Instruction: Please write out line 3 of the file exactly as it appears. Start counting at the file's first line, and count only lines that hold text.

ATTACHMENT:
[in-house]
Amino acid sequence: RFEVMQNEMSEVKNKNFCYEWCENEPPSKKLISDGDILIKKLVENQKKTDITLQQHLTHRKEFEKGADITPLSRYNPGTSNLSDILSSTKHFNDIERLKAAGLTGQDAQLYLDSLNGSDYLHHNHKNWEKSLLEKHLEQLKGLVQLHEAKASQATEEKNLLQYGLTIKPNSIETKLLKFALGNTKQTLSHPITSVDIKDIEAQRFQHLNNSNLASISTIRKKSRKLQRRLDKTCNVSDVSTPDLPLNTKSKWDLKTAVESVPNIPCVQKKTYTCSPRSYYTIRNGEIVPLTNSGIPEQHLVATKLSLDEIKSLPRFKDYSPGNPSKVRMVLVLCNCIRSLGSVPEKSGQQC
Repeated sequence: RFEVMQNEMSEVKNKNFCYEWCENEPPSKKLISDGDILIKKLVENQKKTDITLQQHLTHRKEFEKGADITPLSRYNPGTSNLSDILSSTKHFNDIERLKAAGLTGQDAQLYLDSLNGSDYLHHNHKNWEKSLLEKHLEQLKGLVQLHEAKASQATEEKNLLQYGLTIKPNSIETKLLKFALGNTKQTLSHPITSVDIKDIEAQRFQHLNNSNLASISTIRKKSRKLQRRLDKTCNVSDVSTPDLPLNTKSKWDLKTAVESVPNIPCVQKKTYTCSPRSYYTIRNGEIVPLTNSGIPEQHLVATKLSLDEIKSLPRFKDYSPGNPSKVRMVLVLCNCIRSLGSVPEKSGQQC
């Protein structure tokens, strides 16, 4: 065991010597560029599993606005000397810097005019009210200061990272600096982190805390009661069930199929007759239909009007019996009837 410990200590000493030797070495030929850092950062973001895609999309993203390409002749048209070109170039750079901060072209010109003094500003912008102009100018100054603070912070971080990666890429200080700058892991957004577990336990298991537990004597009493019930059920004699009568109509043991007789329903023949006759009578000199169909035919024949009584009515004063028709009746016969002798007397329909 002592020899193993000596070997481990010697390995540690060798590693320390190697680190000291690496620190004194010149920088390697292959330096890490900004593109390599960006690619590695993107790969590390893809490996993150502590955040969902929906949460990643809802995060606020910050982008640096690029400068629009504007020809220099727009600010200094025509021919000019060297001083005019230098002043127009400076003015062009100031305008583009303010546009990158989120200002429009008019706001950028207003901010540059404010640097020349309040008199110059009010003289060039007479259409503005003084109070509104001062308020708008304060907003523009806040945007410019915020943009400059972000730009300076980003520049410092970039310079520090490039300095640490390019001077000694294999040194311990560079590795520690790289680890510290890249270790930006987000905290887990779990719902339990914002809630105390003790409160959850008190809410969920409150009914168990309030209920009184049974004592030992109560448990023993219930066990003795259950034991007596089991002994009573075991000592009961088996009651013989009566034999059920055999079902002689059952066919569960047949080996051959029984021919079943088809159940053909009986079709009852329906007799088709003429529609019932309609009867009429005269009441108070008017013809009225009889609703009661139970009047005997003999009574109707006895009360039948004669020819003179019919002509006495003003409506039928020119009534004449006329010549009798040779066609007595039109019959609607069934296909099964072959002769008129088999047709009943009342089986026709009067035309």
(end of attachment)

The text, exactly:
Repeated sequence: RFEVMQNEMSEVKNKNFCYEWCENEPPSKKLISDGDILIKKLVENQKKTDITLQQHLTHRKEFEKGADITPLSRYNPGTSNLSDILSSTKHFNDIERLKAAGLTGQDAQLYLDSLNGSDYLHHNHKNWEKSLLEKHLEQLKGLVQLHEAKASQATEEKNLLQYGLTIKPNSIETKLLKFALGNTKQTLSHPITSVDIKDIEAQRFQHLNNSNLASISTIRKKSRKLQRRLDKTCNVSDVSTPDLPLNTKSKWDLKTAVESVPNIPCVQKKTYTCSPRSYYTIRNGEIVPLTNSGIPEQHLVATKLSLDEIKSLPRFKDYSPGNPSKVRMVLVLCNCIRSLGSVPEKSGQQC